Although many patients have cancelled or postponed elective procedures, UMMC has stayed busy, even working with the US Army to treat coronavirus patients. However, Mohiuddin stated that testing rates have decreased in recent weeks. “People are getting a little too comfortable and are not getting tested as much as they were before,” he said. “It is important to still get tested if you’re experiencing symptoms, especially if you have any underlying comorbidities.” UMMC is still offering free testing to the public and encourages people to get tested, if necessary.

On Sept. 4, UMMC held a farewell dinner for a team of medical professionals sent by the US Army to help battle the covid-19 pandemic. With Mohiuddin’s hard work and diligence, UMMC had an established relationship with the Southeast Texas Regional Advisory Council (SETRAC) and the Texas Department of Emergency Management in aiding underserved and rural communities in Southeast Texas. Through their work with SETRAC, State of Texas, state and members of Congress like Sheila Jackson Lee recommended UMMC to the US Army as a Covid-19 taskforce partner. “SETRAC recommended us to the US Army,” said Mohiuddin. “They left our facility pleased with their time and experience here. We provided them with their own wing of the hospital with about 40 beds and made sure to let them run things using their own protocols and methods of practice.”

With four locations and dozens of specialties, UMMC is currently working on a comprehensive cancer center to serve underprivileged patients. “Chemotherapy drugs are very expensive. If you don’t have good insurance, you have to go to a government-funded hospital,” said Mohiuddin. “By the time it gets to your turn, chances are your cancer has progressed to the next stage and your prognosis has worsened. We want to make cancer treatments more attainable to patients who can’t get into MD Anderson and give them the proper treatment in a timely manner.” The facility will be opening soon in Sugarland on Highway 6.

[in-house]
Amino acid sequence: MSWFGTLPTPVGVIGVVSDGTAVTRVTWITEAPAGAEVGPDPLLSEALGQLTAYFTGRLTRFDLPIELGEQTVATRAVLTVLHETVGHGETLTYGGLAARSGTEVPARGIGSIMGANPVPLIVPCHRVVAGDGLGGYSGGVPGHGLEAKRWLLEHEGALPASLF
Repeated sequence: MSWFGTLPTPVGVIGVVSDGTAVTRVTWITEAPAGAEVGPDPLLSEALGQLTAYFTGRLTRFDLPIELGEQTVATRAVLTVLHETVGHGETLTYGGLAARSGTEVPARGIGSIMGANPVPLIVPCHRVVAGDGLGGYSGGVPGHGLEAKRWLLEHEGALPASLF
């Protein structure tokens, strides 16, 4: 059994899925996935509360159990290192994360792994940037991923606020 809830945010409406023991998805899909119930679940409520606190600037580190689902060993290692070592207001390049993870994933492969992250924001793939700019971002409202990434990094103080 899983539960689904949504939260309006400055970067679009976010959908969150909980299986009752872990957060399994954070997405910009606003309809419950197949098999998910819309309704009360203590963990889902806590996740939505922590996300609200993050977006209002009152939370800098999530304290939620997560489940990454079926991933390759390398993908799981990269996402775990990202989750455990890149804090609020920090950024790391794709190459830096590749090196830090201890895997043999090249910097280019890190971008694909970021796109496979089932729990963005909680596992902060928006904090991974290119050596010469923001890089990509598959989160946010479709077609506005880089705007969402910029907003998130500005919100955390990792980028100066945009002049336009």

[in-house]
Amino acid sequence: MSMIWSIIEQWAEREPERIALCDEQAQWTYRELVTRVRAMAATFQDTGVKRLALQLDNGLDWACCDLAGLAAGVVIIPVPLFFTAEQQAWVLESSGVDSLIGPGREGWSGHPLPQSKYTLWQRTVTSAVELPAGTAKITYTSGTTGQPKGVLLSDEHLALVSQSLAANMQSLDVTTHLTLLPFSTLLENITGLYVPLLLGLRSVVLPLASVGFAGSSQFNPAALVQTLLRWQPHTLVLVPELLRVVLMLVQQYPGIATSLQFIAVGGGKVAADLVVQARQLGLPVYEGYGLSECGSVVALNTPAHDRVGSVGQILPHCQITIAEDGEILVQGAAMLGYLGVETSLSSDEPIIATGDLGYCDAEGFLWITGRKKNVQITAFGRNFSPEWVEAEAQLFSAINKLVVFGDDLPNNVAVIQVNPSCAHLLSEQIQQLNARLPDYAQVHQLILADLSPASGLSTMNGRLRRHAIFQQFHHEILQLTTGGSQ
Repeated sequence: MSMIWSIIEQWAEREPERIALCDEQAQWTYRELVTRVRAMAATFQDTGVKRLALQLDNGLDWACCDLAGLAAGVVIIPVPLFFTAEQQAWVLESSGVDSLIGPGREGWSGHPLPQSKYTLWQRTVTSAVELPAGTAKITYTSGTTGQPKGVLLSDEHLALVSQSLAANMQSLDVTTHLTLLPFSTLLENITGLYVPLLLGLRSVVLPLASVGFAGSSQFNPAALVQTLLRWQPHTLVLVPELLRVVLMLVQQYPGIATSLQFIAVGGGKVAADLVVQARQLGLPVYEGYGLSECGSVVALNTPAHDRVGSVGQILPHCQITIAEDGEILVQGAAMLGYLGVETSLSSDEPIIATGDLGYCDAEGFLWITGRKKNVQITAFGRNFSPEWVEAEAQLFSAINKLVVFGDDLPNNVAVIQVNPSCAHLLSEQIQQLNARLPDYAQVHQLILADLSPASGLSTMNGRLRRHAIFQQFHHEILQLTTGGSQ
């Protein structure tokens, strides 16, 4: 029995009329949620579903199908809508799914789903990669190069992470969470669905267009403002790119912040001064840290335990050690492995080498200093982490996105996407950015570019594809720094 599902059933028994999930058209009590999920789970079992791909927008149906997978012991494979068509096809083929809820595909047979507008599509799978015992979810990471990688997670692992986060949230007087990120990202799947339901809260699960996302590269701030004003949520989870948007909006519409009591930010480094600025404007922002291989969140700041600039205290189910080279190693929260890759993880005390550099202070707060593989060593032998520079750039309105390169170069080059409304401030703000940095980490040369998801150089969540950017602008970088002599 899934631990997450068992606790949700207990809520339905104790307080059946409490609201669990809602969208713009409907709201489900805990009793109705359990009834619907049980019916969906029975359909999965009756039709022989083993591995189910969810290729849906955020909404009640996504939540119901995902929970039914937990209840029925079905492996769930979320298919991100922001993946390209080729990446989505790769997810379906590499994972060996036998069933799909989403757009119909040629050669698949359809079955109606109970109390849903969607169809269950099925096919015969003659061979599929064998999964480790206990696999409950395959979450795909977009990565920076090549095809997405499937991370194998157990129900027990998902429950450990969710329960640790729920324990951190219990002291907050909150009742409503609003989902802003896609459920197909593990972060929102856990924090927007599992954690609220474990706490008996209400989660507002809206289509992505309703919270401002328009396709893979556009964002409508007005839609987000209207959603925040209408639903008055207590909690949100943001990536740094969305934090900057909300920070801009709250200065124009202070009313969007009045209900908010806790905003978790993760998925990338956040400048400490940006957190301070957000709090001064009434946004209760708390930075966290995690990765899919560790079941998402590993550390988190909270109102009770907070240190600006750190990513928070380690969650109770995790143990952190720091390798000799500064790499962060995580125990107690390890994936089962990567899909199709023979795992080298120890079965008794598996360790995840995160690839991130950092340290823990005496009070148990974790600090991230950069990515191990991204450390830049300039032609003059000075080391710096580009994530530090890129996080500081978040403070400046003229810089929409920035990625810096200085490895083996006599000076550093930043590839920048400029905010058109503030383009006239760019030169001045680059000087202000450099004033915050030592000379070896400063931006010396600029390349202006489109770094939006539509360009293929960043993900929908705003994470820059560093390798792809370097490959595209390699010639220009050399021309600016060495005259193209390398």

This isn’t the first time UMMC and Mohiuddin have opened a specialized facility to assist underserved and rural communities. In 2018, they opened the Texas Rapid Detox Center. With almost 12 million Americans misusing opioids, the scarcity of such recovery centers has been increasingly problematic for low-income areas. “When visiting California, I noticed how celebrities were able to use this method of detoxification to get themselves clean. However, the method is extremely expensive and insurance usually does not cover the cost,” Mohiuddin said. “So we decided to take this luxury process and offer it to everyone. Our success rate is 100%.”

With the guidance of Syed Mohiuddin, UMMC stands out through its effective management, optimized strategies, rapid initiatives, efficient team work, unmatched coordination and strong commitment for unparalleled healthcare. Through state of the art technology, top physicians, and remarkable compassion, UMMC has strived to exceed the expectations of its patients and their families. — Alsha Khan, Editor In Chief Pakistan Chronicle Weekly News